2016 Community Organisation Award for Disability

Glasgow Disability Alliance (GDA) was set up in the late 1990s by a small group of 6 disabled people who were frustrated with disabled people’s voices being excluded when crucial decisions about services and communities were taken. The absence of disabled people individually, within communities, democratic structures or leadership roles, fuelled the resolve and commitment of the group, assisted by seed-corn funds from Glasgow City Council, to secure their first Big Lottery grant in 2006. This led to 2 paid staff and 50 members. Now, with 3,500 individual disabled members, and 11 staff, GDA is a robust, established disabled people’s organisation (DPO) with a mission to develop the confidence, connections and contributions of disabled people and a vision to ensure their full and equal participation in their own lives, families, workplaces, communities and wider society.

We caught up with Glasgow Disability Alliance after they won The Community Organisation Award for Disability at The National Diversity Awards 2016. Here’s what they had to say…

How did you feel about the other shortlisted nominees within your category?

We were privileged to win the community award for disability. So many wonderful organisations were nominated and are doing amazing work around Scotland and the UK to tackle inequality, exclusion and injustice. The organisations in our category were amazing. We were very humbled by being able to win amongst those organisations. What a range there were- one supporting people with mental health problems, obviously The Liverpool Signing Choir who were absolutely amazing on the night. We also had the Autism Network who were a fellow Scottish organisation and they were just fantastic. When you saw them all on the night and when you read about them it was just completely staggering to be able to win in that category, to even be shortlisted was such an amazing achievement. So many organisations doing tremendously life changing work.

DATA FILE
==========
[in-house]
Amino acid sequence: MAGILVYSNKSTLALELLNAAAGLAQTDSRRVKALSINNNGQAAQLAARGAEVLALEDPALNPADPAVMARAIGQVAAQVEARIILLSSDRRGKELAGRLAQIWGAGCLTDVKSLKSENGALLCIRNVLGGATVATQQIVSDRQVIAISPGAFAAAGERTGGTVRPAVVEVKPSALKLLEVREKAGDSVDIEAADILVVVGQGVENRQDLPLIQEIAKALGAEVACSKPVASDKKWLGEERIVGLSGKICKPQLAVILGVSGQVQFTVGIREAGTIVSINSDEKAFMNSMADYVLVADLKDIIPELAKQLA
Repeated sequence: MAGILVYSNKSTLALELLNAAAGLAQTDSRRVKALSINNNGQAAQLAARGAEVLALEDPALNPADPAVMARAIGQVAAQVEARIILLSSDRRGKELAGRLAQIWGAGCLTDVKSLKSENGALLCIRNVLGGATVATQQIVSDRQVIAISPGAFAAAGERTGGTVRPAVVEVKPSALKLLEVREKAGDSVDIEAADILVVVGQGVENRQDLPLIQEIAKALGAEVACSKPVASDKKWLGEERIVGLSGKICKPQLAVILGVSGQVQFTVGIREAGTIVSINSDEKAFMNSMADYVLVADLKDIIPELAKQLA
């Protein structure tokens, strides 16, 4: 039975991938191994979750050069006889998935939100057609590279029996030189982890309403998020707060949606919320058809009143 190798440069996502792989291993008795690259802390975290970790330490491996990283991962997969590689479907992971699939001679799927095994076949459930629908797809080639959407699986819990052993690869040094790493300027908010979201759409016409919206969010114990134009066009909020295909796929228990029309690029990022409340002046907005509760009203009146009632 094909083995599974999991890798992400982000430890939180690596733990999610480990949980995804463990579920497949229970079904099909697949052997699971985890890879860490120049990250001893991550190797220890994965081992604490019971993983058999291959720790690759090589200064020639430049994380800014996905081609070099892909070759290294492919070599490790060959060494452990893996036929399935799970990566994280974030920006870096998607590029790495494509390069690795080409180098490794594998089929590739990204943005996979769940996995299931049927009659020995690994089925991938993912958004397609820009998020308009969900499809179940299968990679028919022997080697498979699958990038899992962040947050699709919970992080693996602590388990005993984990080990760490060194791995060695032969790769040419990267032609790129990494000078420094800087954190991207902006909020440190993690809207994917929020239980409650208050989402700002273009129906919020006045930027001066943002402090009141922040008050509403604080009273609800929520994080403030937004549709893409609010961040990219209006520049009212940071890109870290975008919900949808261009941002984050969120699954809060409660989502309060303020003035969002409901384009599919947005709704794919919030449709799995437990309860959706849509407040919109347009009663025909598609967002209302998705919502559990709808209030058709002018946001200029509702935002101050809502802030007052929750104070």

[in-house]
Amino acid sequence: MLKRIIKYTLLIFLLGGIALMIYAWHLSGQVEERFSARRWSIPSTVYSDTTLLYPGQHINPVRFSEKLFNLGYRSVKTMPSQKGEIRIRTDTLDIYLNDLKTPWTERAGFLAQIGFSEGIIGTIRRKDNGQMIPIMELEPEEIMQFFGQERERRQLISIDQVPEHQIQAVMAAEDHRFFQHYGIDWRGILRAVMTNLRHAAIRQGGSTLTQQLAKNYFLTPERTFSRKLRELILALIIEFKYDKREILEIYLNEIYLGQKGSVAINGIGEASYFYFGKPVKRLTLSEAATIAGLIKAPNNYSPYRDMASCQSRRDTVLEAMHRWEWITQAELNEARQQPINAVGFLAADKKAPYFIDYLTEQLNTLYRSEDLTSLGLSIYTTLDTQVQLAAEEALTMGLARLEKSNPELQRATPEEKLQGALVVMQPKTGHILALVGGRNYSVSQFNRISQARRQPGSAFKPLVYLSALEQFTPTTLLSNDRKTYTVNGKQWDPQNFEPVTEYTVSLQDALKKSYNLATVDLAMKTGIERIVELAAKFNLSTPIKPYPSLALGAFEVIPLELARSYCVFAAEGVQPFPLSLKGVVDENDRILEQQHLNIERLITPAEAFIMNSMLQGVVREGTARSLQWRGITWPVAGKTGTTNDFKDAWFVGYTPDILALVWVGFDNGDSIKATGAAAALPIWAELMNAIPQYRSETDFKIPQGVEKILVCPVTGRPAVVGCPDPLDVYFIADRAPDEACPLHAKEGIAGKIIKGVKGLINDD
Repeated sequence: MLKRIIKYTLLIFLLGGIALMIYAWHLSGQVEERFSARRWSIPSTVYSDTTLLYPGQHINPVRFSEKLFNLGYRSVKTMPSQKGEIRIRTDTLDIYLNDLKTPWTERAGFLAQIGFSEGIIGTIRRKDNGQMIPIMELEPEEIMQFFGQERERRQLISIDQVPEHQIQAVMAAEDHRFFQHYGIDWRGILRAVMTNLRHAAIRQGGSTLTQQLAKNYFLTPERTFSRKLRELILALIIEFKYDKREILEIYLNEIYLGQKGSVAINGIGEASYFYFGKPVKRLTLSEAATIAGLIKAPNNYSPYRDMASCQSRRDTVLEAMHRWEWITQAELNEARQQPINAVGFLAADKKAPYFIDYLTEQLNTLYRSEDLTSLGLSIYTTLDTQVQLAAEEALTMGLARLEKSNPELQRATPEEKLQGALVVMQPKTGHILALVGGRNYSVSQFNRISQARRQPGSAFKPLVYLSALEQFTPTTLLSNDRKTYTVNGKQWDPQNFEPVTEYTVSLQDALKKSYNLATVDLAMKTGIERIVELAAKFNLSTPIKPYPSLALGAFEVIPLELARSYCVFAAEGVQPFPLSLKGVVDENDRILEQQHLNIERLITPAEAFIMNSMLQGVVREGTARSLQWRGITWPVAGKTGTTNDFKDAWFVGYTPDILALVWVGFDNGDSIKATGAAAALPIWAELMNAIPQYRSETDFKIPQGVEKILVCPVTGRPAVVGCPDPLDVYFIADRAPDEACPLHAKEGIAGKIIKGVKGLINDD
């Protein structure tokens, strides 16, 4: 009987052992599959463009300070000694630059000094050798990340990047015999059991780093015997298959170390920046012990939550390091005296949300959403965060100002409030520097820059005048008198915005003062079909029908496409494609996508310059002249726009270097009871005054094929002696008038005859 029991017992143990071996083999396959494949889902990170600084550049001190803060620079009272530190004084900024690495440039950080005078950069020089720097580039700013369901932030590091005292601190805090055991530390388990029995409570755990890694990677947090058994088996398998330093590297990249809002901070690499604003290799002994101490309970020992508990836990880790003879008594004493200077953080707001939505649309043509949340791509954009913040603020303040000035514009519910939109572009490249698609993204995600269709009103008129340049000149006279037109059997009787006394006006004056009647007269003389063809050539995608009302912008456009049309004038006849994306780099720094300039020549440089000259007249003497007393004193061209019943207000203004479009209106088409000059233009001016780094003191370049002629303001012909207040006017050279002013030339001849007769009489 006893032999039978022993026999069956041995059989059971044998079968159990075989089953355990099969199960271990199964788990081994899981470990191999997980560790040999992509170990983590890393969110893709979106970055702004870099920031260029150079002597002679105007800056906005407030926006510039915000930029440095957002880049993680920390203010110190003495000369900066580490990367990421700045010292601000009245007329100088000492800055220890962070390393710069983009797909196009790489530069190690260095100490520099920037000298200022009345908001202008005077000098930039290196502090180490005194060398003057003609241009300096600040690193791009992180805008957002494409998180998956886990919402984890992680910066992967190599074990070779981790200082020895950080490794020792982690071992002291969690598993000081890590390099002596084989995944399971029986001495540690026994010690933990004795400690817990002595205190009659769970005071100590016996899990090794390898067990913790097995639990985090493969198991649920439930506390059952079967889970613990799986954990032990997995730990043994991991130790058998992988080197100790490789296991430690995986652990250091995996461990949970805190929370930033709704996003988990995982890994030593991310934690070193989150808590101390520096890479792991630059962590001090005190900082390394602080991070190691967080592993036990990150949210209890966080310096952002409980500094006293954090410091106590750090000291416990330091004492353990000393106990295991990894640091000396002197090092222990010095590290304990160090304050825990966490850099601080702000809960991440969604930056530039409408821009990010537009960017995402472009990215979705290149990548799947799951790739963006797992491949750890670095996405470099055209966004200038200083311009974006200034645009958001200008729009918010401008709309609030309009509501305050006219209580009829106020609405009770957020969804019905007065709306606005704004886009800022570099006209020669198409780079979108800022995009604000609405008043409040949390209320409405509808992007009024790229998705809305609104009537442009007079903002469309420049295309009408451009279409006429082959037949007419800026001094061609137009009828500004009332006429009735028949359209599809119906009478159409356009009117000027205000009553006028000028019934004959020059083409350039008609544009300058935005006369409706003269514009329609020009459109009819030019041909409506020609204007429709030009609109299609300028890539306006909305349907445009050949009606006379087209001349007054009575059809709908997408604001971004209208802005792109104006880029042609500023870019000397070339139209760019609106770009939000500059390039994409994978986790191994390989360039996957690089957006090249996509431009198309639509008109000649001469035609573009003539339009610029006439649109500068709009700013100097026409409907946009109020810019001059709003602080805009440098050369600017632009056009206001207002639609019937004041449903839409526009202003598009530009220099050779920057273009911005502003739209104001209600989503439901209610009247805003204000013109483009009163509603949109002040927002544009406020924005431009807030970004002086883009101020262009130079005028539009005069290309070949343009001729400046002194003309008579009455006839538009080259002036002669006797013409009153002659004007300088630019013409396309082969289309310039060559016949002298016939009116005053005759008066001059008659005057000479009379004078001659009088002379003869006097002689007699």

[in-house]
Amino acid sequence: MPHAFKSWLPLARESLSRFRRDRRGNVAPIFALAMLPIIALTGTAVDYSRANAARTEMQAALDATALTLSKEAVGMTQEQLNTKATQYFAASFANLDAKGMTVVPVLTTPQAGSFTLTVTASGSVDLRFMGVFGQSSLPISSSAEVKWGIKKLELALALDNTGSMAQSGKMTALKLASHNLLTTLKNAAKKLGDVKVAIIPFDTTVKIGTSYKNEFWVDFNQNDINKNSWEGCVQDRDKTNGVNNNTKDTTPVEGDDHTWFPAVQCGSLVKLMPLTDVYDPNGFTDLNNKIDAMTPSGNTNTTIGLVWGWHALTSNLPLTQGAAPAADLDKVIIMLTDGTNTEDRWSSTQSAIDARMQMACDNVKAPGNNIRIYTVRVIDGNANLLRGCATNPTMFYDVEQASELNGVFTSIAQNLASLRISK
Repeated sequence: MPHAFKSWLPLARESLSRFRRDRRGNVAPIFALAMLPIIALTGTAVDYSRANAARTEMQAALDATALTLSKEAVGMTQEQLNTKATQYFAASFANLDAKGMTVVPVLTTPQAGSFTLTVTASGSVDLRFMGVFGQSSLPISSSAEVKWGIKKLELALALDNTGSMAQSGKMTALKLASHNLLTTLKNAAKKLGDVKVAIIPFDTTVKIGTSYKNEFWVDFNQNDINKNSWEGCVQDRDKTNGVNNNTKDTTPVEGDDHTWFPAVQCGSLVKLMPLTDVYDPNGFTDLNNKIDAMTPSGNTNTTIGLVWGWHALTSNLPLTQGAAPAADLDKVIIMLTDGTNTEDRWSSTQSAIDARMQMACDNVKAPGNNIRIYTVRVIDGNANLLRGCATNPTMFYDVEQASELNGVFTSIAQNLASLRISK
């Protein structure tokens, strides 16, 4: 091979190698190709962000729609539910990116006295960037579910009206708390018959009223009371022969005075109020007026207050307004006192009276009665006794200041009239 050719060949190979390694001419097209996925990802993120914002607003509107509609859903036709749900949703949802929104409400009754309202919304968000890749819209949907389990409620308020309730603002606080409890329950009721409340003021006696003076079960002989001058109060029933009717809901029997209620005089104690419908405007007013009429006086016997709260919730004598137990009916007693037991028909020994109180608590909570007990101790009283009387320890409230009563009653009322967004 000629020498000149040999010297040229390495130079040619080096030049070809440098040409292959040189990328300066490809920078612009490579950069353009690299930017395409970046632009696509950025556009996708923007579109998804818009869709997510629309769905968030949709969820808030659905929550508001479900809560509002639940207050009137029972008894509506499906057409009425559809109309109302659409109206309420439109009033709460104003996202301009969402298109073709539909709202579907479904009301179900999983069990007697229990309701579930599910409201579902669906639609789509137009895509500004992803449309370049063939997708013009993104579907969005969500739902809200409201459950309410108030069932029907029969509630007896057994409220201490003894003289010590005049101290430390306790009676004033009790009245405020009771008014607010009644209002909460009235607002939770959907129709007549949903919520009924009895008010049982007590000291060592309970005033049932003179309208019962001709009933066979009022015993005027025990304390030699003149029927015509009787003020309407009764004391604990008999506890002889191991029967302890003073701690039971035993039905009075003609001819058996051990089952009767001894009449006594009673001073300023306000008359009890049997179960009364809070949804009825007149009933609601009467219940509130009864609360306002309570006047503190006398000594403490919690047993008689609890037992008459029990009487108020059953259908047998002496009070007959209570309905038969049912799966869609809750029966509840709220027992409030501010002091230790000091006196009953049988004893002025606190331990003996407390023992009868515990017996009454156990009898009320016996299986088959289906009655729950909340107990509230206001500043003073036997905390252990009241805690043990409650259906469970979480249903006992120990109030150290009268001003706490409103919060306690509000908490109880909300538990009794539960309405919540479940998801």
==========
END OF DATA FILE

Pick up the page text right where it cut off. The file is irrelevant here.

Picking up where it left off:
img_0127After winning the award, where is Glasgow Disability Alliance going to go from here, with regards to diversity?

Onwards and Upwards! We’ve always paid great attention to diversity and embraced the fact that disabled people are more than just one thing so disabled people are black people, are also LGBT, can be women and men, cover the full age range and are all diverse. We want to create a culture where everybody is included and accepted for their own unique identity. And more importantly, where diversity is celebrated. Lots of positive work has been done and we want to build on this. We want disabled people to be confident, connected and able to make their contributions – not only within GDA but also in their wider lives and society. We want to build on the work already done because whilst diversity may be celebrated within Glasgow Disability Alliance it needs to be like that everywhere. We’re trying to tackle structural inequalities, exclusion and discrimination and break down the barriers that disabled people face. Disabled people are more likely to live in poverty and don’t fare well in education and employment and in all sorts of ways. So we want to build on the work that we do and collaborate with as many people and organisations as we can to change hearts and minds as well as policies and services to make things better for disabled people.

How is the work you are doing within all strands of diversity making a difference?